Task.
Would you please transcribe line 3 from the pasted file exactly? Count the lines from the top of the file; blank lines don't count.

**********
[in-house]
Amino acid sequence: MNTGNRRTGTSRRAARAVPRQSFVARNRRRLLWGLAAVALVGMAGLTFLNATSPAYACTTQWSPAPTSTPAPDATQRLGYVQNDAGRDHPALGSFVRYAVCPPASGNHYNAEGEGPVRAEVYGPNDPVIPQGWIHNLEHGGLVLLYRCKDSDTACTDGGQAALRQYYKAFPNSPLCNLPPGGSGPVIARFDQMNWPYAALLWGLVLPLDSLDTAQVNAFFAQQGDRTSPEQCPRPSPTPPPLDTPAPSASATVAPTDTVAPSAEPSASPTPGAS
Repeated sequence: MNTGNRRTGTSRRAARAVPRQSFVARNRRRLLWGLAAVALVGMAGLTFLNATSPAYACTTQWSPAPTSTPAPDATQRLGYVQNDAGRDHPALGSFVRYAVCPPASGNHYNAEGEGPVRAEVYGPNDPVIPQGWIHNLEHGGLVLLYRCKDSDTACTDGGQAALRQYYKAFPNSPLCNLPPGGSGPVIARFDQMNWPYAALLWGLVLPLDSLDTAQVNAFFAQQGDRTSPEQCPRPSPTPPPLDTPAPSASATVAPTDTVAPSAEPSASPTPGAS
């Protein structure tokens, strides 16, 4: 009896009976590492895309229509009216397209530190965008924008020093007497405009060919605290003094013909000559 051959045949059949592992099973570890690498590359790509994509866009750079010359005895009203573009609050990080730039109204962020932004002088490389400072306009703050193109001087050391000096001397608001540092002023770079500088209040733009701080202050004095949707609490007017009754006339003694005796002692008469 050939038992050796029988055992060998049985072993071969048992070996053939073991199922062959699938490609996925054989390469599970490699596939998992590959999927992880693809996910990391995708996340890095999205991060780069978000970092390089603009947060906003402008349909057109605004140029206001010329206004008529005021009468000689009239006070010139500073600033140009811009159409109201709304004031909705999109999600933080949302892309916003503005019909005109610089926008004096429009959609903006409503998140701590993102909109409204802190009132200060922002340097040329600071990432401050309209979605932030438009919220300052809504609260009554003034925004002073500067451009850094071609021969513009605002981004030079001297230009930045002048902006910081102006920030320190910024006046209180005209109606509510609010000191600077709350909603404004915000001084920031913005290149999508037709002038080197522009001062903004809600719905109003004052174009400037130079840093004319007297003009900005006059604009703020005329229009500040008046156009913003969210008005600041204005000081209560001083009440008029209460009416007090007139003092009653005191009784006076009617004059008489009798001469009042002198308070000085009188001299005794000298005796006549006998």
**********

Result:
Repeated sequence: MNTGNRRTGTSRRAARAVPRQSFVARNRRRLLWGLAAVALVGMAGLTFLNATSPAYACTTQWSPAPTSTPAPDATQRLGYVQNDAGRDHPALGSFVRYAVCPPASGNHYNAEGEGPVRAEVYGPNDPVIPQGWIHNLEHGGLVLLYRCKDSDTACTDGGQAALRQYYKAFPNSPLCNLPPGGSGPVIARFDQMNWPYAALLWGLVLPLDSLDTAQVNAFFAQQGDRTSPEQCPRPSPTPPPLDTPAPSASATVAPTDTVAPSAEPSASPTPGAS